A yogurt shop might offer free yogurt to employees, while a clothing store offers a merchandise discount. Team-oriented Millennials could be drawn to an employer that lets friends work the same schedule. 

Sometimes it’s as simple as letting kids check their phones when there aren’t any customers around – -- a big no-no at some places that’s a big turn-off for teens used to carrying phones 24/7.

As fewer young people opt to work, competing for summer workers will grow increasingly competitive. Armed with a new and improved hiring strategy, your organization can still come out ahead with your all-important summer hiring.


Improve your Hiring with an Annual Hiring Strategy

Improve your Hiring with an Annual Hiring Strategy

By: Elaine Pofeldt

Many employers hire on an as-needed basis as the need arises. While that approach may have worked in the recession it doesn’t work in today’s strengthened job market -- a market where competition for in-demand talent is steep.  

“The power is now more on the employee side than the employer side,” says Bob Johnson, practice leader, workforce communications at The David Group, a Cleveland-based firm that designs recruitment and retention communication programs.

If you plan to hire in the coming year, an annual hiring strategy will help you develop a smart hiring plan that will support your growing company. These tips will help you get started.

Take stock of your hiring needs. Speak with your leadership team about your company’s talent needs in the coming year. To clarify these, Johnson recommends considering questions such as:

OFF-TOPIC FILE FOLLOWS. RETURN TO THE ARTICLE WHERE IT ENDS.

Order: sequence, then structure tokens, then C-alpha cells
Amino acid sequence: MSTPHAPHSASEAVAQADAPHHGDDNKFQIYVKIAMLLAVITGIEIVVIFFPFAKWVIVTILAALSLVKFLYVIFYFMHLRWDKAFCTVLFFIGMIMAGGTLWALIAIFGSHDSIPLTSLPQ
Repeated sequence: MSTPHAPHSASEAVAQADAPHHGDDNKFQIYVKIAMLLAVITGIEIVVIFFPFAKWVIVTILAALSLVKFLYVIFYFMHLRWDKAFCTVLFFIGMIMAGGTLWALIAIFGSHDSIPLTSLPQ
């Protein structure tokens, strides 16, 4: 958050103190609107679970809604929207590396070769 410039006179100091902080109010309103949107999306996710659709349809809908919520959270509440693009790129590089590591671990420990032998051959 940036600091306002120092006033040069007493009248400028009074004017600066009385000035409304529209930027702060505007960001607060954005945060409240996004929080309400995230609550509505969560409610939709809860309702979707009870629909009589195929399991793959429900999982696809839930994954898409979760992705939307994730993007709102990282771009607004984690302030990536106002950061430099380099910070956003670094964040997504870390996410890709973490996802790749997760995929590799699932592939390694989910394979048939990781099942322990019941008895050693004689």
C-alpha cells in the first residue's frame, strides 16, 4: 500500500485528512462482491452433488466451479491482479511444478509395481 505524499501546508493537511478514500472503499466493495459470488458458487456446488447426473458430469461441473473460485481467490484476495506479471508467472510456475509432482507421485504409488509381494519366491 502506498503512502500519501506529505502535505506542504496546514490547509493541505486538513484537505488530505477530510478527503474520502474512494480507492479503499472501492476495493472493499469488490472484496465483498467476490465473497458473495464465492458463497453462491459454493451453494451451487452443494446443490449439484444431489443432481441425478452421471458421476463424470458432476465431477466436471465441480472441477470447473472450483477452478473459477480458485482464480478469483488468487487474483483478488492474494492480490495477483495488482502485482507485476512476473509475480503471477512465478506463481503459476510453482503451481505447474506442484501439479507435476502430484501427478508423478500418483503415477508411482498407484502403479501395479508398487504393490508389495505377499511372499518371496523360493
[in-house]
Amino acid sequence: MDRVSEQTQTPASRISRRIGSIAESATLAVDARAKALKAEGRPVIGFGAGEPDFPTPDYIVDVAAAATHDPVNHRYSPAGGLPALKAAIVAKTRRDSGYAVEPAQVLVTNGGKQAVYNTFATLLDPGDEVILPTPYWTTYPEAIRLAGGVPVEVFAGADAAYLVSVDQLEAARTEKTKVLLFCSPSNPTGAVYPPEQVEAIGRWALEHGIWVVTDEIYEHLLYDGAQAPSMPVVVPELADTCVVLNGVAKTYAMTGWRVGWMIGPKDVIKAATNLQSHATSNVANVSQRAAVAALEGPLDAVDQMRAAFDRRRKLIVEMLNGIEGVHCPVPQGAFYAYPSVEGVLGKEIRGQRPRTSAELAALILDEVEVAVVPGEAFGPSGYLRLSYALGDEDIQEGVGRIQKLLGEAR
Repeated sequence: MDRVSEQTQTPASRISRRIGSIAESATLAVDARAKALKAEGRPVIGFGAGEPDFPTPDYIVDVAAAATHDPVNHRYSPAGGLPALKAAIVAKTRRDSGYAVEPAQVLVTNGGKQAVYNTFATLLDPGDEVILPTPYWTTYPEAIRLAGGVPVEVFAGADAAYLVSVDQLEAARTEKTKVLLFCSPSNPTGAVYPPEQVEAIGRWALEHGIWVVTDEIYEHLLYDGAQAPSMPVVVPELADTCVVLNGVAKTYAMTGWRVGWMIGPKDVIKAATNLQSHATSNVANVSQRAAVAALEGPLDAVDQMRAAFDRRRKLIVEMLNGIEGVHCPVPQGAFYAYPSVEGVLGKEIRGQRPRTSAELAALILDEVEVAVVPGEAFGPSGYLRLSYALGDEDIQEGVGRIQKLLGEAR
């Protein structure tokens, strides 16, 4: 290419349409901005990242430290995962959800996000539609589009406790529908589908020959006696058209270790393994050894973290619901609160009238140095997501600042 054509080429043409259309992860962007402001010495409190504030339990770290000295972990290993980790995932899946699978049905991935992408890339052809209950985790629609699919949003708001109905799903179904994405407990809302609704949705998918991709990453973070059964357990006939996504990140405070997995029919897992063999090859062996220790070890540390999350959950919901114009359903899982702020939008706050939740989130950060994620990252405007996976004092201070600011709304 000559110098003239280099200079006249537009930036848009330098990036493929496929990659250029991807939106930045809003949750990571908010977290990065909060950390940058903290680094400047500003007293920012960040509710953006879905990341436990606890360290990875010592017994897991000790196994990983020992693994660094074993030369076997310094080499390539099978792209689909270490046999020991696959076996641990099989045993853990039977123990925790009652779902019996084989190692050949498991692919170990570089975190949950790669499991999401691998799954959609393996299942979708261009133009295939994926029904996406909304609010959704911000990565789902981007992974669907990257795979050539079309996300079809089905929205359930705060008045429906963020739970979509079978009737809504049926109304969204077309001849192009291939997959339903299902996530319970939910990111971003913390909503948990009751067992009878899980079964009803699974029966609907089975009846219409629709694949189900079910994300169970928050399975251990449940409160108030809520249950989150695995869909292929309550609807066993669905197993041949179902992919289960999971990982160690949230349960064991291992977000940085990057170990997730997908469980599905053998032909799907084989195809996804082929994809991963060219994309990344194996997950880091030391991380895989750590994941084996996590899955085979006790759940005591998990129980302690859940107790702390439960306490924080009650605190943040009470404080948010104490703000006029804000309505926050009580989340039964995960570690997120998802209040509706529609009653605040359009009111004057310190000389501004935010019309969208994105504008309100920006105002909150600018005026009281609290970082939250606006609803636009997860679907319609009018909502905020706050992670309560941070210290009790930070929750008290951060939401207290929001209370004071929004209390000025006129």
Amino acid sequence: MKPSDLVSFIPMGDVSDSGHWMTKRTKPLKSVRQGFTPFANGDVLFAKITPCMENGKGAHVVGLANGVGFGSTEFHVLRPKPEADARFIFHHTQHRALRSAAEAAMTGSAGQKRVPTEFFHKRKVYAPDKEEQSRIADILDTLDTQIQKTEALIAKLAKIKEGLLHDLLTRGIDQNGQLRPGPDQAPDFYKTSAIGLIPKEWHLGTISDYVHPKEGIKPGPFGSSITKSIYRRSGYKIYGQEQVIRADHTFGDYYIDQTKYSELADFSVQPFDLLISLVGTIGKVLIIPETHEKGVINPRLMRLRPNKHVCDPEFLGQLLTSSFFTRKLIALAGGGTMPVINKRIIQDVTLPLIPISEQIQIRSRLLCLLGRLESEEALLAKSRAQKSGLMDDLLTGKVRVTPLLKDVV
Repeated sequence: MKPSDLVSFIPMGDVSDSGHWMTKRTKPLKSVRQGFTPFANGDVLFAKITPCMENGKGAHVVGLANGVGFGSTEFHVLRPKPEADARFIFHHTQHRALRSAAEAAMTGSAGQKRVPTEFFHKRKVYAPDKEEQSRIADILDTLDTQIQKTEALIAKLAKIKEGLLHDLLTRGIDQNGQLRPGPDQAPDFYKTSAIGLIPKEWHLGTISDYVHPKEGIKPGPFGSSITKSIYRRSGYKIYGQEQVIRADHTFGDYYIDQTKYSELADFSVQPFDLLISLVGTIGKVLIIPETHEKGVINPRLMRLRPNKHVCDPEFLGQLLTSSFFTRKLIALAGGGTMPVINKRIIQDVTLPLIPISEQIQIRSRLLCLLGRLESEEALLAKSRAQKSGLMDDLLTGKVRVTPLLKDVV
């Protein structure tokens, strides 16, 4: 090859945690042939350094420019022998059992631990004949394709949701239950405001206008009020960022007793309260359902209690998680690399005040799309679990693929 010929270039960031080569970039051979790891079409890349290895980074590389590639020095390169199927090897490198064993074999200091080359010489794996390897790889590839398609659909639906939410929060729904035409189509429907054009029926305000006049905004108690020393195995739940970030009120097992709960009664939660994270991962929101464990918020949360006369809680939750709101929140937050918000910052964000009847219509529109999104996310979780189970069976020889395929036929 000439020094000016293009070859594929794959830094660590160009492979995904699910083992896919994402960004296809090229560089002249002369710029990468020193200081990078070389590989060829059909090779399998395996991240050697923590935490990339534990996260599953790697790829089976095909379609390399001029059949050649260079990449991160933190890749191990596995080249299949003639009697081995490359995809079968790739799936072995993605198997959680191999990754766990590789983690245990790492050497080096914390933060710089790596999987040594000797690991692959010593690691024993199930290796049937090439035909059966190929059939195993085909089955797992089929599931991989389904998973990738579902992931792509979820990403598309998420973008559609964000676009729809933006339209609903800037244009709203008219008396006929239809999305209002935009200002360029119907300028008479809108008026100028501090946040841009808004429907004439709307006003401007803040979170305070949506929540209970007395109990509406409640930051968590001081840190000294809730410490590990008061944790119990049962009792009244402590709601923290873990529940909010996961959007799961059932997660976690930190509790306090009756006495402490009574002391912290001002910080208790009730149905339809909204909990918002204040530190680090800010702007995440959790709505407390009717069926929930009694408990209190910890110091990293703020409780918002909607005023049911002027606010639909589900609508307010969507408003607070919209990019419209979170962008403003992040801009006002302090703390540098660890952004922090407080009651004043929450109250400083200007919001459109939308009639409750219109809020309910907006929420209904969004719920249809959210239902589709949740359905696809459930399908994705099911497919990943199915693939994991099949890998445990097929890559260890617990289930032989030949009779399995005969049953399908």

• What talent needs to be hired over the next several years? At what pace? 
  • Are there specific hiring events or cycles to consider? 

Nicole Cox, chief recruitment officer at Decision Toolbox, a 112-employee recruiting firm, says her firm also does “tsunami planning” in its annual hiring strategy. 

“We plan for the positive and negative scenarios: What if all of this business came our way? What if all of this business dropped off?” says Cox. 

Hiring ahead of demand is not deemed wise, unless you have a signed contract for new business and make your offers contingent on a signed contract, says Cox. Decision Toolbox revisits its annual hiring strategy every quarter to keep it current, she says. 

Evaluate your strategic goals. Consider your company’s strategic goals as you write your annual hiring plan, advises Dave Carvajal, CEO of Dave Partners, a New York City-based executive-recruitment firm for high-growth technology companies. 

Map out your company’s strategic goals over time: what do you want to achieve in the next six, 12, 18 and 24 months? 

Many companies aim for three to five major strategic outcomes in a given year in areas tied to market dominance. These areas might include revenue, profit margins, international expansion, entry into new markets and development of a new product line, product or service, Carvajal says. Considering those goals will help you determine what positions you need to fill in the coming year, he adds. 

Coordinate hiring needs across teams. FreightCenter, a 133-employee third-party freight logistics company in Palm Harbor, Fla., made about 30 hires in the past year. 

How did the company successfully grow its staff in such short order? By coordinating across teams.

In management meetings held every Wednesday, FreightCenter leaders share information about upcoming hiring needs with the company’s human resources manager, Tiffany Brown. 

Brown then factors these needs into the company’s annual hiring plan. “We want to make sure we control costs, hire the right talent and keep up with growth projections,” she says. 

Once you’re clear on your hiring goals, come up with a plan for your recruitment advertising, marketing and communications, Johnson advises. This plan should reflect your hiring timeline and budget. 

Create a branded job template. A customized job posting template with your company’s logo and graphics will help your jobs stand out from the crowd and help reinforce your all-important employer brand.  

“If I was communicating to software engineers in New York City, I’d probably promote where the engineers we’ve hired are coming from,” says Carvajal. “I’d talk about what their life is like at my company: `We follow an agile methodology. We have weekly hackathons.’”